As luck would have it, in an early season home game against Prairie, I get the call off the bench. I’m feeling great and proceed to start tossing up shots (to Backlund’s dismay) and they’re dropping (to everyone’s shock, including mine). When the game was all said and done, I led all scorers with double digits off the bench and I’m thinking this could be the start of something big.

Note: I’m prone to get out over my skis, so I should’ve probably cooled my jets a bit, but that wasn’t my style.

After that performance, I was stoked to find out I was getting a starting lineup nod for our next game. My time had come, I was feeling it. Well, that feeling must’ve just been some bad Taco Bell I had for lunch, because I immediately went out and led the team again – only this time it was in Personal Fouls. I definitely used all five I was allotted before being DQ’d, and likely several more that somehow weren’t called. After that fleeting brush with sophomore stardom, I was back to filling the 6th man (or some weeks, the 10th man) role.

But that’s just fine. As I look back, I can’t tell you if I averaged two minutes or 32 minutes a game. I can tell you I likely led the team in PF and shots that should never have been taken.

Ultimately though, Basketball is a team sport, and last I looked we were a 20-0 team. Yeah, Undefeated.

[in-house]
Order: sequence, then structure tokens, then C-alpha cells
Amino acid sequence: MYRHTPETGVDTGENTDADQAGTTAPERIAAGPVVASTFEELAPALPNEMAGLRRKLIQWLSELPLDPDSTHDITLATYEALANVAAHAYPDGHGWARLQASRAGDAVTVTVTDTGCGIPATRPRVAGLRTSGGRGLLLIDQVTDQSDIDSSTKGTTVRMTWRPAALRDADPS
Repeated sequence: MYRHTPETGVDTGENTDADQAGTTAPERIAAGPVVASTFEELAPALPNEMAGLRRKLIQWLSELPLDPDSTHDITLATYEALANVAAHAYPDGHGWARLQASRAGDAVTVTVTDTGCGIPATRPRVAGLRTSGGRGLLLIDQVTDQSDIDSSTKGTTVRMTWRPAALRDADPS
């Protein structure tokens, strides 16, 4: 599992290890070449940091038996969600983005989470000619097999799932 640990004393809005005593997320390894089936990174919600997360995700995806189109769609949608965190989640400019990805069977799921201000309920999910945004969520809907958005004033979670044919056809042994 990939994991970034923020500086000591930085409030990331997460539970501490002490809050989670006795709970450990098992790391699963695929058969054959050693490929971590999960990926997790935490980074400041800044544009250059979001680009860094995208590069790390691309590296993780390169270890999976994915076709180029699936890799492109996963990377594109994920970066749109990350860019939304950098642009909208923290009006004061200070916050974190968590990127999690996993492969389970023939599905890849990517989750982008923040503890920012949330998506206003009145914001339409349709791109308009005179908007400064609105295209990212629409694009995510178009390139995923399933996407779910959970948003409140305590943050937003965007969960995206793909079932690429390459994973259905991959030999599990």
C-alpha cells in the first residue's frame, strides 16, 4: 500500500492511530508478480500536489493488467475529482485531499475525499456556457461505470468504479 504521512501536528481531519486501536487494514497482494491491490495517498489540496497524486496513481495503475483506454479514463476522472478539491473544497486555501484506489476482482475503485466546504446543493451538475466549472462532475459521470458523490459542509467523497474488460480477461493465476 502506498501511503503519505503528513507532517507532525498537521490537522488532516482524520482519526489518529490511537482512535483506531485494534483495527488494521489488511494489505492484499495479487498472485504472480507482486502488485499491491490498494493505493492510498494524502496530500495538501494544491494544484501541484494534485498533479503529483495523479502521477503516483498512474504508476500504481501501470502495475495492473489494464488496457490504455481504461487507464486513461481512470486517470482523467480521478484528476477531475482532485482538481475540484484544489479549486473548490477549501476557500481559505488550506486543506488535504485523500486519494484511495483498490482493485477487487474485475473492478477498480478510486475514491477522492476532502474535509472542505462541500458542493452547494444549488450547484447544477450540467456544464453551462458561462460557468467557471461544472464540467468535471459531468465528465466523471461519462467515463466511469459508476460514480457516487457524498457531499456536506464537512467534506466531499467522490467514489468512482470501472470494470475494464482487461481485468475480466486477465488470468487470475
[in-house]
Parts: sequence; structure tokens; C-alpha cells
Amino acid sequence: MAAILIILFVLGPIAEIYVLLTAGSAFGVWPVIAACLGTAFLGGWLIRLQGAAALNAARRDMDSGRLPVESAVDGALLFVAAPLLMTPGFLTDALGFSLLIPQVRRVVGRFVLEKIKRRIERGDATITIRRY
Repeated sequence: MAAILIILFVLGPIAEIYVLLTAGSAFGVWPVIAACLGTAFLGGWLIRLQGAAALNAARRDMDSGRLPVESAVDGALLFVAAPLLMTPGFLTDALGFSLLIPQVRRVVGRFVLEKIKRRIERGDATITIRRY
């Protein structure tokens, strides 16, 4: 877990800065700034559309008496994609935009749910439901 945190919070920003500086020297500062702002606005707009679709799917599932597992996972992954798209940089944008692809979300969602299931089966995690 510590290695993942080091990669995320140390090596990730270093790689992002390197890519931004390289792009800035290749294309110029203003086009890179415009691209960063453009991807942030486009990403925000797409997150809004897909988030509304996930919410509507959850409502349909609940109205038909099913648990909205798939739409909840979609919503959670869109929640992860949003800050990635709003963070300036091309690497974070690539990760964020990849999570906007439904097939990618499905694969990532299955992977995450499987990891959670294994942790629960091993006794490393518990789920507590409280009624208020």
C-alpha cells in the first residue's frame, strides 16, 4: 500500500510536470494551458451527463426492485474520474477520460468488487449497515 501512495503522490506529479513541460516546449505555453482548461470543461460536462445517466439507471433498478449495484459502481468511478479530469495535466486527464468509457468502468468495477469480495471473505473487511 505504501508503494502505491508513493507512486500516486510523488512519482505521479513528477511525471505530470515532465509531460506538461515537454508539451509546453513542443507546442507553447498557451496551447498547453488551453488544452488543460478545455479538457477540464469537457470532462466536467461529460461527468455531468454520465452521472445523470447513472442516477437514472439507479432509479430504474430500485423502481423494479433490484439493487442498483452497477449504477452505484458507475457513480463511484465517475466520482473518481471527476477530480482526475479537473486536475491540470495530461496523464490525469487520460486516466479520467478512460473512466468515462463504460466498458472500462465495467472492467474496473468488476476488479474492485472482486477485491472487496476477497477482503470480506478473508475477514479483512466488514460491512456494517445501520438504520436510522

And undefeated is a beautiful thing… in the right context.

Now, those 40-plus years removed from that undefeated season, I find myself on the other side of the Win/Loss ledger.

See, sadly, Amyotrophic Lateral Sclerosis is also undefeated. Sporting a 162-year ‘winning’ streak, millions of people (patients, family, friends) have been affected over all those years.

ALS is an opponent that no one has ever beaten, so my odds are not looking so great.

Despite that ominous record or those daunting odds, that’s not my focus. I’m going to relish the fact that I was blessed to have been able to play the game. I’m going to revel in the fact that I played it with a determination to be good – and, more importantly, a passion to do good. Here, in this aspect, I’m not talking about the game of basketball, but the game of life.

Now, looking back, I believe I have proven that I did indeed belong. I know I will finish this game – not in the stands, not on the bench, but in the game. I will trust myself to take that final shot. I will watch with conviction as it goes in. I will finish with profound satisfaction that I have determined the outcome. ALS may think it will have won… but I will have won, for I will have played the game.

That passionate participation in this game of life, including the memories of the time with those teammates, that Prairie game, and the feeling of being part of something very special… a season of perfection, will be something that ALS can never take from me.

In that, I will remain undefeated.

Note: In case you’re curious, the guys who made up that undefeated team, as shown in the picture are (L-R): Dave Russell, Rick Dall, Greg Cobb, Ed Stemler, Steve Mattice, Steve Lucas, Mitch Canton, Chip Ambler, Ron Thomas, Bruce Barnum, Glenn Russell, John Peabody, Tim Wyche, Steve Oberst, Mike Matkowski. Not pictured: our awesome Coach Dale Backlund.